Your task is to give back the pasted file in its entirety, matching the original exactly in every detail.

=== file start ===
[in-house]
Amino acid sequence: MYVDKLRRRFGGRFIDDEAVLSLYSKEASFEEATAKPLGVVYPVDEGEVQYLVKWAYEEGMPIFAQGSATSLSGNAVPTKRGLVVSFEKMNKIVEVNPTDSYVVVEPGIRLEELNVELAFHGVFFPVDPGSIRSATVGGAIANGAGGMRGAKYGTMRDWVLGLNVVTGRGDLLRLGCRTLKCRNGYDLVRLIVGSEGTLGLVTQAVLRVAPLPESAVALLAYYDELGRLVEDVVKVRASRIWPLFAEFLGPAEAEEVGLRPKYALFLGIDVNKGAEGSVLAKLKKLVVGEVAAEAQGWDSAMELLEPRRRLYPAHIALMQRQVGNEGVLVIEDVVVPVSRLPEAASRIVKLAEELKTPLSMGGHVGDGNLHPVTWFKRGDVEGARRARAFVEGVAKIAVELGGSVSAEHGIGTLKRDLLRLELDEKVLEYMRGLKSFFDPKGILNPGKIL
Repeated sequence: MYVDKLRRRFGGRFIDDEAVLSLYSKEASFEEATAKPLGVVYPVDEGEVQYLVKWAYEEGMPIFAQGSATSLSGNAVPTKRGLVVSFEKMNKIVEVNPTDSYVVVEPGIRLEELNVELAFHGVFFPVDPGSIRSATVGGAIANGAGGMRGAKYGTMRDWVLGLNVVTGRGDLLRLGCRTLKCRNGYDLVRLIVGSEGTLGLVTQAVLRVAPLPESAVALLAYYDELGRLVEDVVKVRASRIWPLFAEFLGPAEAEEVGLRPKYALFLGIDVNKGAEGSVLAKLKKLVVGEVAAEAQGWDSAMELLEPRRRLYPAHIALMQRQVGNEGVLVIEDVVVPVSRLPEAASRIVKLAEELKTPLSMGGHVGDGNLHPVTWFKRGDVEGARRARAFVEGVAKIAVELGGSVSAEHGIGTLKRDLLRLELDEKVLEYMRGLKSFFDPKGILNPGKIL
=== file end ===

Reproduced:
[in-house]
Amino acid sequence: MYVDKLRRRFGGRFIDDEAVLSLYSKEASFEEATAKPLGVVYPVDEGEVQYLVKWAYEEGMPIFAQGSATSLSGNAVPTKRGLVVSFEKMNKIVEVNPTDSYVVVEPGIRLEELNVELAFHGVFFPVDPGSIRSATVGGAIANGAGGMRGAKYGTMRDWVLGLNVVTGRGDLLRLGCRTLKCRNGYDLVRLIVGSEGTLGLVTQAVLRVAPLPESAVALLAYYDELGRLVEDVVKVRASRIWPLFAEFLGPAEAEEVGLRPKYALFLGIDVNKGAEGSVLAKLKKLVVGEVAAEAQGWDSAMELLEPRRRLYPAHIALMQRQVGNEGVLVIEDVVVPVSRLPEAASRIVKLAEELKTPLSMGGHVGDGNLHPVTWFKRGDVEGARRARAFVEGVAKIAVELGGSVSAEHGIGTLKRDLLRLELDEKVLEYMRGLKSFFDPKGILNPGKIL
Repeated sequence: MYVDKLRRRFGGRFIDDEAVLSLYSKEASFEEATAKPLGVVYPVDEGEVQYLVKWAYEEGMPIFAQGSATSLSGNAVPTKRGLVVSFEKMNKIVEVNPTDSYVVVEPGIRLEELNVELAFHGVFFPVDPGSIRSATVGGAIANGAGGMRGAKYGTMRDWVLGLNVVTGRGDLLRLGCRTLKCRNGYDLVRLIVGSEGTLGLVTQAVLRVAPLPESAVALLAYYDELGRLVEDVVKVRASRIWPLFAEFLGPAEAEEVGLRPKYALFLGIDVNKGAEGSVLAKLKKLVVGEVAAEAQGWDSAMELLEPRRRLYPAHIALMQRQVGNEGVLVIEDVVVPVSRLPEAASRIVKLAEELKTPLSMGGHVGDGNLHPVTWFKRGDVEGARRARAFVEGVAKIAVELGGSVSAEHGIGTLKRDLLRLELDEKVLEYMRGLKSFFDPKGILNPGKIL